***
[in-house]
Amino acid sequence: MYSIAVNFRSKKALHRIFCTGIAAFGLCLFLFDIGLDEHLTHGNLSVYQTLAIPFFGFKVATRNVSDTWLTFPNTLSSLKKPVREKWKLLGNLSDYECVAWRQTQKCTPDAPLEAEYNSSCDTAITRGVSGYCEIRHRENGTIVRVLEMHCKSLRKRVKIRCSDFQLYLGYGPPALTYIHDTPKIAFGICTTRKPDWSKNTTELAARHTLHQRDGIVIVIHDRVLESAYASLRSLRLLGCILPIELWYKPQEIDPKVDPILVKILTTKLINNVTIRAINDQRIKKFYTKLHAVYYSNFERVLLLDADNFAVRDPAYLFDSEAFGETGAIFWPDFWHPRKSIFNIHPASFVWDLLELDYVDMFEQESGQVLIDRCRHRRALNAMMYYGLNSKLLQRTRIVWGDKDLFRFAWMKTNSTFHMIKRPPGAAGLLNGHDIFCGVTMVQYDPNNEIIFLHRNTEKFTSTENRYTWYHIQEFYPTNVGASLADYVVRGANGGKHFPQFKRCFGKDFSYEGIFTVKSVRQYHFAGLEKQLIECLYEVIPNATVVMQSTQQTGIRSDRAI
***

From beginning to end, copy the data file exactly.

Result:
[in-house]
Amino acid sequence: MYSIAVNFRSKKALHRIFCTGIAAFGLCLFLFDIGLDEHLTHGNLSVYQTLAIPFFGFKVATRNVSDTWLTFPNTLSSLKKPVREKWKLLGNLSDYECVAWRQTQKCTPDAPLEAEYNSSCDTAITRGVSGYCEIRHRENGTIVRVLEMHCKSLRKRVKIRCSDFQLYLGYGPPALTYIHDTPKIAFGICTTRKPDWSKNTTELAARHTLHQRDGIVIVIHDRVLESAYASLRSLRLLGCILPIELWYKPQEIDPKVDPILVKILTTKLINNVTIRAINDQRIKKFYTKLHAVYYSNFERVLLLDADNFAVRDPAYLFDSEAFGETGAIFWPDFWHPRKSIFNIHPASFVWDLLELDYVDMFEQESGQVLIDRCRHRRALNAMMYYGLNSKLLQRTRIVWGDKDLFRFAWMKTNSTFHMIKRPPGAAGLLNGHDIFCGVTMVQYDPNNEIIFLHRNTEKFTSTENRYTWYHIQEFYPTNVGASLADYVVRGANGGKHFPQFKRCFGKDFSYEGIFTVKSVRQYHFAGLEKQLIECLYEVIPNATVVMQSTQQTGIRSDRAI